IMF Staff Recommends Extending Fund’s Emergency Resources Pool

Photographer: Andrew Harrer/Bloomberg

The Washington-based International Monetary Fund in January cut its global growth forecasts and projected a second year of contraction in the euro area as progress in battling Europe’s debt crisis fails to produce an economic recovery. Close

The Washington-based International Monetary Fund in January cut its global growth... Read More

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Photographer: Andrew Harrer/Bloomberg

The Washington-based International Monetary Fund in January cut its global growth forecasts and projected a second year of contraction in the euro area as progress in battling Europe’s debt crisis fails to produce an economic recovery.

The International Monetary Fund should prolong an emergency lending pool activated after the global financial crisis because permanent resources alone are insufficient to respond to another bout of instability, according to the fund’s staff.

Expiration of the supplemental financing at the end of the month would leave the fund with lending capacity of about $150 billion compared with $338 billion now, the staff wrote in a report dated March 1 and obtained by Bloomberg News. The note was prepared for the IMF board and for contributors of the so- called New Arrangements to Borrow that are weighing whether to extend the pool for another six months.

“Such a decline in the fund’s lending capacity would not be consistent with ongoing global risks and could further intensify market instability,” according to the staff note. “This implies that maintaining the fund’s lending capacity can in itself be a tool of crisis prevention.”

IMF spokesman Ismaila Dieng declined to comment.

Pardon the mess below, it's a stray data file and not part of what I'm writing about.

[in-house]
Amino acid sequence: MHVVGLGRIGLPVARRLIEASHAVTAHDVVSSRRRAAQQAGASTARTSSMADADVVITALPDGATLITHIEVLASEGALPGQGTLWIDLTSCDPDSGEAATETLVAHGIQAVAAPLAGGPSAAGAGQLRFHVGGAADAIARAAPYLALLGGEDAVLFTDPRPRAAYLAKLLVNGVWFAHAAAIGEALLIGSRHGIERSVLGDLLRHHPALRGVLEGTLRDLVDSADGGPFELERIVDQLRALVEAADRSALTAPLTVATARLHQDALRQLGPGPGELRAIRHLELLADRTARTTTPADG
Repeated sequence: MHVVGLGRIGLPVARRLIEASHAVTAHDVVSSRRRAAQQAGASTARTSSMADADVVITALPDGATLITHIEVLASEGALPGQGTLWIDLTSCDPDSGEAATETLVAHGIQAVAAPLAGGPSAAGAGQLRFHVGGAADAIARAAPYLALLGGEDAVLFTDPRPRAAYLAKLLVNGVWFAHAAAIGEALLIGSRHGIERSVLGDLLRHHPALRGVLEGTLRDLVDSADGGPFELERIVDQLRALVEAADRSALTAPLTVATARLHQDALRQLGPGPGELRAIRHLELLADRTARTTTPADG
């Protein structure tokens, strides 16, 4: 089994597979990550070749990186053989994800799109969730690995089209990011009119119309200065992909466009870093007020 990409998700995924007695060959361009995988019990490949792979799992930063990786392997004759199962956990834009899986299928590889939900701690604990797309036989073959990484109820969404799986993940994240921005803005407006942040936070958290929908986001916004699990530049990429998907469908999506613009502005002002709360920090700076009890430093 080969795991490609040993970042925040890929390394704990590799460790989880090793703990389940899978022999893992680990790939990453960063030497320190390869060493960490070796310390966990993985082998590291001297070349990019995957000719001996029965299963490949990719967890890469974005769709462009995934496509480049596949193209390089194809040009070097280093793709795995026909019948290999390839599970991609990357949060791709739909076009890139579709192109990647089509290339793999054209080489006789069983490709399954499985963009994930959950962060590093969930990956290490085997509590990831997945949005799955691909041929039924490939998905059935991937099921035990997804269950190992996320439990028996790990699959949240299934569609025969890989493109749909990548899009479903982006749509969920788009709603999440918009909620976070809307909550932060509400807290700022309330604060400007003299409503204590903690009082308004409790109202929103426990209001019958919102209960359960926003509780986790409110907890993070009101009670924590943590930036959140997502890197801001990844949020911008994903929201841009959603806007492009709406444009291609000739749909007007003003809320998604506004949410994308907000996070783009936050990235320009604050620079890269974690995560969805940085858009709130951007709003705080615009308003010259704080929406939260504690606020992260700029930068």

The Group of 20 industrial and developing nations in April 2009 agreed to enhance the IMF’s ability to support the global economy. The U.S. and Japan are the two largest contributors to the NAB facility, with emerging markets such as China and Brazil also pitching in.

While the IMF last year received pledges for an additional temporary $462 billion to help protect the world from the European turmoil, the money is not yet available for use. A 2010 agreement to double the fund’s permanent resources, or quotas, is also not yet in effect pending approval by the U.S. Congress.

Weaker Outlook

The Washington-based IMF in January cut its global growth forecasts and projected a second year of contraction in the euro area as progress in battling Europe’s debt crisis fails to produce an economic recovery. It has since warned that predictions for the U.S. would also be lowered next month to reflect spending cuts that started to take effect in March.

Renewed tensions in the euro region and uncertainties over the U.S. budget outlook are among near-term risks to global growth, the staff said in the note. High debt in some advanced countries and financial imbalances in other regions are also medium-term threats, according to the report.

“Against this background, a new shock could quickly unsettle markets, create adverse spillovers, and undermine or even derail the recovery,” staff wrote.

Under a low-probability scenario that applies shocks to 48 emerging markets and nine advanced economies, the report estimated demand for IMF financing reaching $1.2 trillion. The report cited Egypt, Ukraine, Tunisia, Cyprus, Jamaica and Sri Lanka as countries that may draw on IMF funds in coming months.

To contact the reporters on this story: Sandrine Rastello in Washington at srastello@bloomberg.net; Meera Louis in Washington at mlouis1@bloomberg.net

To contact the editor responsible for this story: Chris Wellisz at cwellisz@bloomberg.net

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